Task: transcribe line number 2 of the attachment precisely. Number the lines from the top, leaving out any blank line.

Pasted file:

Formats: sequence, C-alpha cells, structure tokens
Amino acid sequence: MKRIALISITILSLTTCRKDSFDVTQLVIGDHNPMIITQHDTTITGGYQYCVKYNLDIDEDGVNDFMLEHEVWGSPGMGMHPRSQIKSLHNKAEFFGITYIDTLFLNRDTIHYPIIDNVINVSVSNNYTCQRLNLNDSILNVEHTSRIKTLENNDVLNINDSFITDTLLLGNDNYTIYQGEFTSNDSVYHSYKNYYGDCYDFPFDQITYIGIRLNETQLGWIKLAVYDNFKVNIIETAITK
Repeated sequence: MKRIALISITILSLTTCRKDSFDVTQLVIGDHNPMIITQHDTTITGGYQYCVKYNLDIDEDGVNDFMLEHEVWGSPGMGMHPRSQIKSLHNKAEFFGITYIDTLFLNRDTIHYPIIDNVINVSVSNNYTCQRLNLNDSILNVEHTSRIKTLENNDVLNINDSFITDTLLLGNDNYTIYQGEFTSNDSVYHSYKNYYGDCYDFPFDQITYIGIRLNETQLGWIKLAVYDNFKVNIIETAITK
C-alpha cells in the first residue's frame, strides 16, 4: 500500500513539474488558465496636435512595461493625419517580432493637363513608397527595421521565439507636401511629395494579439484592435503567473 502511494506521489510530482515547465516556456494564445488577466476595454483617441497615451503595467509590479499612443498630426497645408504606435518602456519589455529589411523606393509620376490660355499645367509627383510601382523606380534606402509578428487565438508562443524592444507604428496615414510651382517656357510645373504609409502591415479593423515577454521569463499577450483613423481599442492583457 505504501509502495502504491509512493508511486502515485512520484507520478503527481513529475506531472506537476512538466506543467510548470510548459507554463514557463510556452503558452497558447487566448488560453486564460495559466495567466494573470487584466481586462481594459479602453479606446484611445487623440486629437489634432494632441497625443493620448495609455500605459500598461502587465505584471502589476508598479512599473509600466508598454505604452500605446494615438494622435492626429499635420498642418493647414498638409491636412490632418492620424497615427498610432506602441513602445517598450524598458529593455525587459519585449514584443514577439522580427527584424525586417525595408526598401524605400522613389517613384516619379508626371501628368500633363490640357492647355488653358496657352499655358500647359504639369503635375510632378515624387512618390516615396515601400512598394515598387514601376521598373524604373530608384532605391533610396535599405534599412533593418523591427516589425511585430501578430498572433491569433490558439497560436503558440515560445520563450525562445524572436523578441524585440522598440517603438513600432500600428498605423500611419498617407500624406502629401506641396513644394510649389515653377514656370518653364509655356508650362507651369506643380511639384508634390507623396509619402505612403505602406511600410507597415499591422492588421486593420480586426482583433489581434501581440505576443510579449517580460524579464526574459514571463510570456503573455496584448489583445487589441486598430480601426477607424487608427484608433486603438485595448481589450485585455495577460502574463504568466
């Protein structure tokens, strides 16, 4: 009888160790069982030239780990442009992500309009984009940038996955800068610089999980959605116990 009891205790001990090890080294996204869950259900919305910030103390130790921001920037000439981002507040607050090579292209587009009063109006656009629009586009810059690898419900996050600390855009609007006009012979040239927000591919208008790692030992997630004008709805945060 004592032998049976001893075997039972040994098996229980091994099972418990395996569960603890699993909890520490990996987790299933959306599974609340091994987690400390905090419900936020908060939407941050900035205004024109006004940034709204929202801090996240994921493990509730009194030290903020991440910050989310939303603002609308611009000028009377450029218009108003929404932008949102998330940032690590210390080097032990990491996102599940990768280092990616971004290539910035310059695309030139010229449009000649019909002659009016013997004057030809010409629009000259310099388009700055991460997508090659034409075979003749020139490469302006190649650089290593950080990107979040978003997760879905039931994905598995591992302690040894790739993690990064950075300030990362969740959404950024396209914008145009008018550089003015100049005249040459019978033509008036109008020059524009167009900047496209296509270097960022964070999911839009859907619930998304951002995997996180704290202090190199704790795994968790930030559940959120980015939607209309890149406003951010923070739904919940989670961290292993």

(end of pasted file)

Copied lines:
Amino acid sequence: MKRIALISITILSLTTCRKDSFDVTQLVIGDHNPMIITQHDTTITGGYQYCVKYNLDIDEDGVNDFMLEHEVWGSPGMGMHPRSQIKSLHNKAEFFGITYIDTLFLNRDTIHYPIIDNVINVSVSNNYTCQRLNLNDSILNVEHTSRIKTLENNDVLNINDSFITDTLLLGNDNYTIYQGEFTSNDSVYHSYKNYYGDCYDFPFDQITYIGIRLNETQLGWIKLAVYDNFKVNIIETAITK